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Chary v. First Savings and Loan Association of Little Falls

New Jersey Supreme Court


Decided: May 23, 1960.

HERBERT A. CHARY, ADMINISTRATOR WITH THE WILL ANNEXED OF THE ESTATE OF MADELINE MOROZAN (ALSO KNOWN AS MAGDALINE MOROZAN), PLAINTIFF-RESPONDENT,
v.
FIRST SAVINGS AND LOAN ASSOCIATION OF LITTLE FALLS, DEFENDANT-RESPONDENT, AND EDWARD T. ZELTNER, DEFENDANT-APPELLANT

For affirmance -- Chief Justice Weintraub, and Justices Burling, Francis, Proctor, Hall and Schettino. For reversal -- None.

Per Curiam

[32 NJ Page 419] On the defendant Zeltner's motion for summary judgment, Judge Collester, in the Probate Division of the Passaic County Court, filed the following opinion:

[32 NJ Page 420]

"This matter came before this Court on the motion of the defendant, Edward T. Zeltner, for the entry of a summary judgment in his favor as a matter of law.

This action was commenced by the filing of a complaint by Herbert A. Chary, Administrator with the will annexed of the Estate of Madeline Morozan, also known as Magdaline Morozan, wherein said administrator seeks a judgment against the defendants, Edward T. Zeltner and the First Savings and Loan Association of Little Falls, to require the defendant Zeltner to pay over to said administrator $2,500 withdrawn by said defendant from a membership account maintained by the association in the name of 'Magdaline Morozan or Edward T. Zeltner' and to require the defendant First Savings and Loan Association to pay over to the administrator a balance of $2,500 remaining on deposit in said account.

The defendant Edward T. Zeltner in his answer filed to said complaint denies that the sum of $2,500 withdrawn by him after the testatrix' death is property of the estate and filed a counterclaim demanding that said administrator deliver over to said defendant all necessary inheritance tax waivers required to permit the association to release the balance on deposit in said account to the defendant. Said defendant further filed a cross-claim against the First Savings and Loan Association of Little Falls demanding judgment requiring said association to pay over the balance of said account to the cross-claimant.

The defendant First Savings and Loan Association interpleads demanding a judgment as to which claimant is entitled to the balance on deposit in said account.

The sole issue to be determined on this motion is whether or not the applicable statutes, N.J.S.A. 17:12 A -48.3 and N.J.S.A. 17:12 A -49.1, vest in the defendant Edward T. Zeltner, as a matter of law, title to the $2,500 withdrawn by him after testatrix' death and the remaining $2,500 still on deposit in said account.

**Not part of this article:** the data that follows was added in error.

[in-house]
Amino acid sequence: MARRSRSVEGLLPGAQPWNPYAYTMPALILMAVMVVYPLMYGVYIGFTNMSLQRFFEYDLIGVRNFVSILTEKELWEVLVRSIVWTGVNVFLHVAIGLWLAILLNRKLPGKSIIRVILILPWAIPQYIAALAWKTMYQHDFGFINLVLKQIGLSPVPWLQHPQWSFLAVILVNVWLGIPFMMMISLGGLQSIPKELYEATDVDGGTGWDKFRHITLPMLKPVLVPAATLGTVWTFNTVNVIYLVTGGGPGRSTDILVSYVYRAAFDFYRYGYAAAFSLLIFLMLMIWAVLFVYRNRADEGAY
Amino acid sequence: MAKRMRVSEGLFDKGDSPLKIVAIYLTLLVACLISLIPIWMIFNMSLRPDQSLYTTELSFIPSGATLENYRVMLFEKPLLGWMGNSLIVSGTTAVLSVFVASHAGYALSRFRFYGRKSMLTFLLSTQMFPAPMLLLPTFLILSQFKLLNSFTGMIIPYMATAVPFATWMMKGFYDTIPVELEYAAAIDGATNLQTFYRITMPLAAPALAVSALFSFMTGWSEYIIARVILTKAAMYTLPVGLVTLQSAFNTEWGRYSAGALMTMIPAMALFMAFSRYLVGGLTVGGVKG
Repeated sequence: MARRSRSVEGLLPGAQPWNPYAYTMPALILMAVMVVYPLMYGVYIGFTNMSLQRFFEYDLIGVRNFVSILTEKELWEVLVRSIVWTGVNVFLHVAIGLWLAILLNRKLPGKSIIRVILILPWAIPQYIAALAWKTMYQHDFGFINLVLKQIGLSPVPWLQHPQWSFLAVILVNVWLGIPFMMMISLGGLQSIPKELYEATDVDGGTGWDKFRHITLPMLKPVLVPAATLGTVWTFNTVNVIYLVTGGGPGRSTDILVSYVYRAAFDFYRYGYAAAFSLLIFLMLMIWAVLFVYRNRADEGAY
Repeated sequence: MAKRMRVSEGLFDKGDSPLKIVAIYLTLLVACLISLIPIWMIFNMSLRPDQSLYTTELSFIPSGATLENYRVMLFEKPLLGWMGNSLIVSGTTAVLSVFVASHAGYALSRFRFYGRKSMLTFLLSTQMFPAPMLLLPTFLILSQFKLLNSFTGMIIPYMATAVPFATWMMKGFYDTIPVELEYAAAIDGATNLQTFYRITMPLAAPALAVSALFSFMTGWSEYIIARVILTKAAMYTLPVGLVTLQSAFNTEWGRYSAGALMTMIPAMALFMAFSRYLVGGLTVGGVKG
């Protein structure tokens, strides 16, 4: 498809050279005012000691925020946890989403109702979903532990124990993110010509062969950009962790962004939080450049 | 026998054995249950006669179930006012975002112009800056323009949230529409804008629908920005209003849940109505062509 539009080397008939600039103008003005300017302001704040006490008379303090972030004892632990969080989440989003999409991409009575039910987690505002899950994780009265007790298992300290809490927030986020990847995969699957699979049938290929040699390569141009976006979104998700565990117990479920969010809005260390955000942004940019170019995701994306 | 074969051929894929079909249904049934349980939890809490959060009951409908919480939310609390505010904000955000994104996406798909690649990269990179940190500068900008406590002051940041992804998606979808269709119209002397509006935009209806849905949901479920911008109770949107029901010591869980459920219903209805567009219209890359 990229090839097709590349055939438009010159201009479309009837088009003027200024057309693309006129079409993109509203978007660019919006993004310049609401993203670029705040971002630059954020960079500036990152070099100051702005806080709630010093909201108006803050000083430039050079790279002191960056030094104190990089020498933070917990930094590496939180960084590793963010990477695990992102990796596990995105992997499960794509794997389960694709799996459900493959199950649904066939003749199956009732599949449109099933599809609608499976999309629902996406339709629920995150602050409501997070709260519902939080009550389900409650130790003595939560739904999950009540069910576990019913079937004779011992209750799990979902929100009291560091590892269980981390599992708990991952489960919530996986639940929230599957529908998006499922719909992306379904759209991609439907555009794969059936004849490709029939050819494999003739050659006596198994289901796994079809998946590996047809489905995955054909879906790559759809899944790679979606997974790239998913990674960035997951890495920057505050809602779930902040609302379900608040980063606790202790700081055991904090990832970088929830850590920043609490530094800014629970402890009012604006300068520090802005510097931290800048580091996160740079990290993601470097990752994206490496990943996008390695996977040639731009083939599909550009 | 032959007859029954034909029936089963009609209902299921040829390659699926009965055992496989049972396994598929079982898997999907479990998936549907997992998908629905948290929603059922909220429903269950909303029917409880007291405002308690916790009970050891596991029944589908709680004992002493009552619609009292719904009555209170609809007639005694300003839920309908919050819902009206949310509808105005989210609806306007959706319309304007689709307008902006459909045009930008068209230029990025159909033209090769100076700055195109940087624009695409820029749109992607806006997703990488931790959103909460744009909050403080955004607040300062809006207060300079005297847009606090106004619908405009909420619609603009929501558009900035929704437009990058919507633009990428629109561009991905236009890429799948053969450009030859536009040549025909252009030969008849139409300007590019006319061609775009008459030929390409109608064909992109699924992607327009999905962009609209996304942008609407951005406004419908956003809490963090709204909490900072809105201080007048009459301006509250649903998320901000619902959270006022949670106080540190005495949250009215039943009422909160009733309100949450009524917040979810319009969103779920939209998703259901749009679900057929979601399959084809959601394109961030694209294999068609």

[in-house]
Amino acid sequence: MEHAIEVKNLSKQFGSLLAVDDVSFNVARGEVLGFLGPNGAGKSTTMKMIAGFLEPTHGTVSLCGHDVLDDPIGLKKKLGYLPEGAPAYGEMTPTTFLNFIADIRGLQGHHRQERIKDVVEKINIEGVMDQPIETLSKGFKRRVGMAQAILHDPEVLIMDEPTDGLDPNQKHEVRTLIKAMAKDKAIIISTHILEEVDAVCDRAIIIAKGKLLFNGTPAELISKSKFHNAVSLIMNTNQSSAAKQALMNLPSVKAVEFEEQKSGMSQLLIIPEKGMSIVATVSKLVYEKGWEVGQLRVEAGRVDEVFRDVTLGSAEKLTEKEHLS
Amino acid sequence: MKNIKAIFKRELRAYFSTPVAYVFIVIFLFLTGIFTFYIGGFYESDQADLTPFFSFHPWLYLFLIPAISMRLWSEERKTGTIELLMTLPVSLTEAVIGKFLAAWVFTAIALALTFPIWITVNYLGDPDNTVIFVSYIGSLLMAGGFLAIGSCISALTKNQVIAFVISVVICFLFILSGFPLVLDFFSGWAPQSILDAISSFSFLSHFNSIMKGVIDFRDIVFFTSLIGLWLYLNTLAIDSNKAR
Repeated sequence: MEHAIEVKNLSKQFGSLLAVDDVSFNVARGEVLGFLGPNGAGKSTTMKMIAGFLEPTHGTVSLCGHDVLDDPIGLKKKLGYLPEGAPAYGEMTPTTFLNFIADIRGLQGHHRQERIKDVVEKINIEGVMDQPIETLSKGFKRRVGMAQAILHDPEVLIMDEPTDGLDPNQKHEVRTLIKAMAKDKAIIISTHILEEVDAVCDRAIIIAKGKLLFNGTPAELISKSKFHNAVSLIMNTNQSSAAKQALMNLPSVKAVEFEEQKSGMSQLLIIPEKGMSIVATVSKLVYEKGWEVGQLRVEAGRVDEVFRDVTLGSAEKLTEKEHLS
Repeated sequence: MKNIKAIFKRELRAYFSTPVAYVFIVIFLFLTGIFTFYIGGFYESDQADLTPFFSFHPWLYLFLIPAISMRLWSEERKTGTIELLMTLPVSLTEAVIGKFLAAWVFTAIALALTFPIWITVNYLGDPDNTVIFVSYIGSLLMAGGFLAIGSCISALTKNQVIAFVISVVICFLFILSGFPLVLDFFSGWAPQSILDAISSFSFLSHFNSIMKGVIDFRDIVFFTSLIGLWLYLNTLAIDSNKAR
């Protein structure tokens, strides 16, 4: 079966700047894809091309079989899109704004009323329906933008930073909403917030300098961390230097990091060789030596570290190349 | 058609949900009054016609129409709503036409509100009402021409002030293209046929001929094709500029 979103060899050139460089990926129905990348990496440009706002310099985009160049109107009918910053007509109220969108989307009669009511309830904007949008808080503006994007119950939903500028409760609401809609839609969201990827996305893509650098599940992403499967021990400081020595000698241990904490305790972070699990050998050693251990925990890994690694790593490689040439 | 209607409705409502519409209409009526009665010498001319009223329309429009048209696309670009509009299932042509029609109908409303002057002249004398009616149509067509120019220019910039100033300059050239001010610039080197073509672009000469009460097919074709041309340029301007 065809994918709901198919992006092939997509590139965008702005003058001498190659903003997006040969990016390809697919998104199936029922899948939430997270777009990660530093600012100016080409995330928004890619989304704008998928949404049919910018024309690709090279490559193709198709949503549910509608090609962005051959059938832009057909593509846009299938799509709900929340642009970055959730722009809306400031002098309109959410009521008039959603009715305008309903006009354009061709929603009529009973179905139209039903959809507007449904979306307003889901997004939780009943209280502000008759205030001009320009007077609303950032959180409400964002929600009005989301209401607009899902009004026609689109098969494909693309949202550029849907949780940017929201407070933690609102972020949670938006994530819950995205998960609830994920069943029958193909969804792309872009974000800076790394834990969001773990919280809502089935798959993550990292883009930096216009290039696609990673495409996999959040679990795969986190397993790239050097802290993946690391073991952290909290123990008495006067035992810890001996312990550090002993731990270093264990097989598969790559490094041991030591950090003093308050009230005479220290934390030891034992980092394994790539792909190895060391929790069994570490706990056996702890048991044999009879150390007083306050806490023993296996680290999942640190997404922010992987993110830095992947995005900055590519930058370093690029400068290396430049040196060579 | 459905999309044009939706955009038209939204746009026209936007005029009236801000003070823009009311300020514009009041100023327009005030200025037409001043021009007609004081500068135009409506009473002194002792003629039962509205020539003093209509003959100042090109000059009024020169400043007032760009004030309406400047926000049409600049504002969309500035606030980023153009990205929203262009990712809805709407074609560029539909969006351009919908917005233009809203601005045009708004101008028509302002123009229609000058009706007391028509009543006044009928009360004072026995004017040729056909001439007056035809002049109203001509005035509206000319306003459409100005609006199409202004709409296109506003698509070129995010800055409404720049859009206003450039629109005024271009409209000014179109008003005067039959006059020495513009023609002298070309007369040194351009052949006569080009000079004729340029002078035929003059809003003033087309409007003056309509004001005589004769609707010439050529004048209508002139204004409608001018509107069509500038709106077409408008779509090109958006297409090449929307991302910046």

[32 NJ Page 421]

The pertinent language of the statutes reads as follows:

'17:12 A -48.3

A. A membership account in an association may be maintained in the names of 2 or more persons, payable to either, or to any, or to the survivor or survivors. * * * Upon the death of any such persons, the association shall pay the moneys to the credit of the survivorship account, less all proper set-offs and charges, to, or pursuant to the order of, the survivor or survivors.

B. When either, or both, or one or more of the 2 or more persons in whose names a membership account is maintained in any form described in this section, makes a payment or payments to such account, or causes a payment or payments to be made to such account, such person or persons shall be conclusively presumed to intend to vest in the other or others a present beneficial interest in each payment so made, and in the moneys to the credit of the account from time to time, to the end that, upon the death of any such person or persons, all the right and title of the person so dying in and to the moneys to the credit of the account on his death, less all proper set-offs and charges, shall at such death, vest solely and indefeasibly in the survivor or survivors.

D. This section shall apply to all membership accounts maintained in an association in the names of 2 or more persons, payable to either, or to any, or to the survivor or survivors, regardless of whether the names of the 2 or more persons are stated in the conjunctive or the disjunctive, or otherwise and regardless of whether the account is expressed to be payable to either or any of such persons or to the survivor or survivors, or is expressed to be payable to either or any of such persons and to the survivor or survivors of them.